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$2.35 MILLION GIRL, PARENTS WIN LEGAL MALPRACTICE RECORD
SACRAMENTO BEE
April 18, 1984
Author: Pam Slater
In what is described as the largest award ever in a Sacramento legal malpractice suit, a jury awarded an 11-year-old quadriplegic and her parents $2.35 million Tuesday after deciding the family's lawyer violated an attorney-client relationship.

The jury of 11 men and one woman unanimously found that attorney Rodney A. Klein breached his duties as the family's lawyer during a medical malpractice suit that ended in an out-of-court settlement in 1978.

The jury unanimously awarded Traci McGill and her parents, Michael and Carolyn McGill, about $1 million in general damages, $469,392 in interest and $870,000 in exemplary damages.

The McGills' current attorney, Edward P. Freidberg, who specializes in legal malpractice cases, said it is the largest such award ever granted in Sacramento County.
 

This was an extremely clear case of liability, he said. It should have never been tried because there was no defense to it.


Klein said he plans to appeal the jury's verdict. I'm not ashamed of what I did. I'm proud of what I did for the McGills, he said. Little Traci McGill is a child that I love and I did the best I could for her.

Michael and Carolyn McGill hired Klein in December 1974 to represent them in a medical malpractice suit against Kaiser-Permanente Medical Center. The McGills contended the hospital was negligent in the delivery of Traci, who was born a quadriplegic.

The medical malpractice case went to trial in January 1977 and Traci was awarded $1.75 million and her parents received about $6,000.

Kaiser attorneys, who argued that the baby's plight was caused by other factors, appealed the verdict to the 3rd District Court of Appeal, contending the jury was not properly instructed by the trial court judge and that Klein erred when he failed to ask for the special jury instruction.

The case was settled before it went to the appeal court after George Paras, who was then an appellate court justice, told Klein and the McGills that the verdict would likely be reversed by the higher court.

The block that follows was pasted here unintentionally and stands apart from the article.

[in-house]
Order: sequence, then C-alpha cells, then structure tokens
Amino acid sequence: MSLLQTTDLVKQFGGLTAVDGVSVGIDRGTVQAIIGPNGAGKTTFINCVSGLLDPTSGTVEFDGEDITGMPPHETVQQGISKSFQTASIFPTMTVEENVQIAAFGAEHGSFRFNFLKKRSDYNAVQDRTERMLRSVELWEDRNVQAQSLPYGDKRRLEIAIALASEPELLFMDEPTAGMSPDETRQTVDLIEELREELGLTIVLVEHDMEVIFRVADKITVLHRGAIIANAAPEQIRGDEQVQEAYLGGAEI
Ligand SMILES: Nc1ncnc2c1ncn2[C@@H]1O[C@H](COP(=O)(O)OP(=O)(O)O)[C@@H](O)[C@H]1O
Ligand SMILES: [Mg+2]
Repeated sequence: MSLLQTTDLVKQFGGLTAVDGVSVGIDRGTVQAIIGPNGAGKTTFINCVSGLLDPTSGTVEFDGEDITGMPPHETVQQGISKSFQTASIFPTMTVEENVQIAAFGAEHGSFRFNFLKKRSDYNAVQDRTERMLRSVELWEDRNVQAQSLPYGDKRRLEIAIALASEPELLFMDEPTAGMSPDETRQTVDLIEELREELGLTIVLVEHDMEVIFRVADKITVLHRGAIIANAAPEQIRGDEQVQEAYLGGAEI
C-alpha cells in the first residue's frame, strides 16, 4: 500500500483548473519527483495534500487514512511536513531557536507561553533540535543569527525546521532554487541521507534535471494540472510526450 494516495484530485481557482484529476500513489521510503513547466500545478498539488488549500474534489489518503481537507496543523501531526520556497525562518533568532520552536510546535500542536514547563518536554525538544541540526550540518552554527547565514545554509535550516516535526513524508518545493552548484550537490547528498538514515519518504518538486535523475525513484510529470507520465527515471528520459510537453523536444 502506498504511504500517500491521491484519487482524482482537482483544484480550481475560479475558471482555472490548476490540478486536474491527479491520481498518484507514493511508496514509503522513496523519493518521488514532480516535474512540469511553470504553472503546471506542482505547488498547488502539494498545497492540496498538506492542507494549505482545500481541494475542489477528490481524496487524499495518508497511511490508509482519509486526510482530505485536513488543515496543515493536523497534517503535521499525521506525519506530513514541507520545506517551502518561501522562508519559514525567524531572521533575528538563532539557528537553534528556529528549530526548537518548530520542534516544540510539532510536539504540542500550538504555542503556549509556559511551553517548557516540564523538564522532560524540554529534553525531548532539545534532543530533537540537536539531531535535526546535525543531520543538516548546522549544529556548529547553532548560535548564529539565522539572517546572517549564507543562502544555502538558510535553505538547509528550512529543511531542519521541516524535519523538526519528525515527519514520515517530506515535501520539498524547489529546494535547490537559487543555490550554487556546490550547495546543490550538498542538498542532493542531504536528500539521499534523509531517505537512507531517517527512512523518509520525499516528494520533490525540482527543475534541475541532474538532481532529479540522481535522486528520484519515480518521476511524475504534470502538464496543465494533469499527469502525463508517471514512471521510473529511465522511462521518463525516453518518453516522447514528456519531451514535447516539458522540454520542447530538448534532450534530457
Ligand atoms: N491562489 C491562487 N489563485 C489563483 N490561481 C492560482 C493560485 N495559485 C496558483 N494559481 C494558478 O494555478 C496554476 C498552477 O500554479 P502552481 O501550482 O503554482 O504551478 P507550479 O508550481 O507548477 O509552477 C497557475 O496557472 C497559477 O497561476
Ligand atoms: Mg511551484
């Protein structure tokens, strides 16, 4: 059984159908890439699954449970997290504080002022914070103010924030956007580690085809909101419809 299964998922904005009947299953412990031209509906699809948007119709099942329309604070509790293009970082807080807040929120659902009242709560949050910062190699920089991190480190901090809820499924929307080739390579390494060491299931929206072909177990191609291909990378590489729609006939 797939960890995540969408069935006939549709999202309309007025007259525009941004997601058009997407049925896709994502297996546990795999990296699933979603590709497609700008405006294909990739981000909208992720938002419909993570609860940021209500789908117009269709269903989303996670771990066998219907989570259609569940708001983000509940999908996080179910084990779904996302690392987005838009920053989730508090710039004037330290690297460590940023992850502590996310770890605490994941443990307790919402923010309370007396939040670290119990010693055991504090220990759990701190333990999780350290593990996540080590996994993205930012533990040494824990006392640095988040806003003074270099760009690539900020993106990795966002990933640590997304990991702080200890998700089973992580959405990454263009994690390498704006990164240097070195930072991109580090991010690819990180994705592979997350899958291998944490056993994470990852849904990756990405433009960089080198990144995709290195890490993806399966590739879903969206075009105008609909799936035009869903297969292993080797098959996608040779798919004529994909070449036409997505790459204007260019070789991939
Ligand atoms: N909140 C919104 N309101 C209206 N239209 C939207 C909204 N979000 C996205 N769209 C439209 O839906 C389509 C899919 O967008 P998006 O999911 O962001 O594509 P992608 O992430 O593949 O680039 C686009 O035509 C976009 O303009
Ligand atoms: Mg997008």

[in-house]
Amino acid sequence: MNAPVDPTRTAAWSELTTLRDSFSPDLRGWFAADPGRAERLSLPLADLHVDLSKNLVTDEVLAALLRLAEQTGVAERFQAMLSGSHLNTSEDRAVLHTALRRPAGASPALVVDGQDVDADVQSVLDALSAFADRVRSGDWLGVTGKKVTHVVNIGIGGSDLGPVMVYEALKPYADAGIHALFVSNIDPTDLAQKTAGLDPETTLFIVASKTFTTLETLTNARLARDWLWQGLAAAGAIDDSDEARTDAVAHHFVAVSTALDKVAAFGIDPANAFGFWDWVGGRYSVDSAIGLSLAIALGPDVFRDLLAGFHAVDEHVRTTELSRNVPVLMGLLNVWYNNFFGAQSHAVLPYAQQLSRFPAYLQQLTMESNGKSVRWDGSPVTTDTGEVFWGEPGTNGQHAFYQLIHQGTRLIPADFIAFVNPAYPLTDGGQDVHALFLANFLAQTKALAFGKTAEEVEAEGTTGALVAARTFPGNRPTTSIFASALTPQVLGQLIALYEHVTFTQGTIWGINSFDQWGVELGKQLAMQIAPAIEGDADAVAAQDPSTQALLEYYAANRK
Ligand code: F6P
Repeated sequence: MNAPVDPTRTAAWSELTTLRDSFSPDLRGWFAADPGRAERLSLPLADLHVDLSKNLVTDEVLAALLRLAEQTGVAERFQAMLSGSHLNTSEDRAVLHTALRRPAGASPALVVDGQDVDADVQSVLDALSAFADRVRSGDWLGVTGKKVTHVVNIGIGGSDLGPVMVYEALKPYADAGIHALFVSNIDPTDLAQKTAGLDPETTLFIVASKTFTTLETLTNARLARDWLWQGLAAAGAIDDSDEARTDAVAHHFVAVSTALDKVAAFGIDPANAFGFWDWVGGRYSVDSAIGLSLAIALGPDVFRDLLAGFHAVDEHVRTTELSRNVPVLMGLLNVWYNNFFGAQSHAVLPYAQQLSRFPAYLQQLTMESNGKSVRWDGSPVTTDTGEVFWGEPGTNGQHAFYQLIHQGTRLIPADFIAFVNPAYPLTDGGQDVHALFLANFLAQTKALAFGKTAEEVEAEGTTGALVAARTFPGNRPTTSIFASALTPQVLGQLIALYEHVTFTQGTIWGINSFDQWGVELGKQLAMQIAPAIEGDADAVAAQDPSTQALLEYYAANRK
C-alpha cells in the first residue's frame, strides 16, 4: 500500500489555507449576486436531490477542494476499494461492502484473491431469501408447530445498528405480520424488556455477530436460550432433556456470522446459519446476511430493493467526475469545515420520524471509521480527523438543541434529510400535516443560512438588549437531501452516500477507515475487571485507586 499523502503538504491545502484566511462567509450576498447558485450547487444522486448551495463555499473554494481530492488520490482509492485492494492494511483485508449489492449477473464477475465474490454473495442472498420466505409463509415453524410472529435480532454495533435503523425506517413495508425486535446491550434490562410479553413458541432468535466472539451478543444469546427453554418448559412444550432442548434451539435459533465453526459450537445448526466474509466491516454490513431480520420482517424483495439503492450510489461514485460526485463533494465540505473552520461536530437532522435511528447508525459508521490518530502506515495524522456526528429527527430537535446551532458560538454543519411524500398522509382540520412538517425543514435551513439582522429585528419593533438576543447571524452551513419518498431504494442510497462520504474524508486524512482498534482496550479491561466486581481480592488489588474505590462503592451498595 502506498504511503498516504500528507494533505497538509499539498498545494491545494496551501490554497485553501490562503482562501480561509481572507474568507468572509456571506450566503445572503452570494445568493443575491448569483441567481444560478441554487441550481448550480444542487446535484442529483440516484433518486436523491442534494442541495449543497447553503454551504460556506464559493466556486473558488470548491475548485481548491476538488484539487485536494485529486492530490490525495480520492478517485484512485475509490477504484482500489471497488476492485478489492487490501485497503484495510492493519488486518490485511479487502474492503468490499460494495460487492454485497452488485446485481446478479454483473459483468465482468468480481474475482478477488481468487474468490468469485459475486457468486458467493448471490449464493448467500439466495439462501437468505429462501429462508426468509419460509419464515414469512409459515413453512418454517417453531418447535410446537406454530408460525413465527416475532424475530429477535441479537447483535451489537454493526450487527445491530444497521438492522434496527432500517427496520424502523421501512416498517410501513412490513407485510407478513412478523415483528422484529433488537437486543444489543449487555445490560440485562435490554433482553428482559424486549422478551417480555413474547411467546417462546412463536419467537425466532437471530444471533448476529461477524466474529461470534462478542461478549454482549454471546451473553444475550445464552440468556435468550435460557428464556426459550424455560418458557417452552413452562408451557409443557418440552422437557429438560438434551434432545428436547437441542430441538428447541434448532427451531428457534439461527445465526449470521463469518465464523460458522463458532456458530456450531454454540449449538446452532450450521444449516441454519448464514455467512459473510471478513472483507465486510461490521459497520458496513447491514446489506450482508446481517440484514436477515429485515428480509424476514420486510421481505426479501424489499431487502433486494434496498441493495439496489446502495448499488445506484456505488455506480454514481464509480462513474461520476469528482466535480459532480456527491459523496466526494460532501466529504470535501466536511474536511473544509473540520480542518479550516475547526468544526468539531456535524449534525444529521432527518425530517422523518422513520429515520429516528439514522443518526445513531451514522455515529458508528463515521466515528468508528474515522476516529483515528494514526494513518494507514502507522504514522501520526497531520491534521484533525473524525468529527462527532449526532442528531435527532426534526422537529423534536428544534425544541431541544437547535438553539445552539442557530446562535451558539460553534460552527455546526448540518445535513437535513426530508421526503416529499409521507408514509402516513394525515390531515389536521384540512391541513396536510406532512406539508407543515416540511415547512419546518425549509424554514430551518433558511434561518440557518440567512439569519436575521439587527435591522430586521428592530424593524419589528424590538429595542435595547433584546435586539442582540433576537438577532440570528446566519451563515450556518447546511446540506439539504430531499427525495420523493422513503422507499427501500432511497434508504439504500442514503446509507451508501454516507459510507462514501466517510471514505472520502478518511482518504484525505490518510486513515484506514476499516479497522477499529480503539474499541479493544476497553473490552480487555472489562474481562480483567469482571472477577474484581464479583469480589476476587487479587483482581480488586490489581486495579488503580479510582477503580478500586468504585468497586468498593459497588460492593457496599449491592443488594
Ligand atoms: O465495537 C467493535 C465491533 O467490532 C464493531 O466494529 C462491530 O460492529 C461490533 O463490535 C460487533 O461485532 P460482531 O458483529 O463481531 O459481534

In January 1978, both sides agreed to an $880,000 out-of-court settlement in which $150,000 went to the parents, $400,000 went to the child and $330,000 went to Klein.

Freidberg charged that Klein urged the McGills to settle out of court so that neither they nor others would discover that it may have been his error that left the case open to reversal. Freidberg contended Klein should have declared a conflict of interest when the question of error arose and told the McGills to retain a second attorney.

What they didn't know is that if it had been reversed, they could have collected (any loss) against Klein's insurance company, Freidberg said. Therefore, the McGills unwittingly gave up a $1.75 million award for an $880,000 settlement, he said.

In addition, Freidberg contended Klein overcharged the McGills by $21,000 and that the jury's award represents a repayment of the overbilling.

It is an incredible verdict, Klein said. There is no such wrong. If lawyers are going to be held to that standard of care where they must consult a second lawyer every time they settle a case, our system of justice is in great need of change.

Klein said that the McGills came to him in late 1977 and asked him to accept the out-of-court settlement. I settled the case because the child needed the money, the support, medications and help.

He said because Traci was a minor, the settlement had to be approved by several judges. And they did that, he said. I could not have settled this without their approval.
Edition:  FINAL
Section:  METRO
Page:  A  

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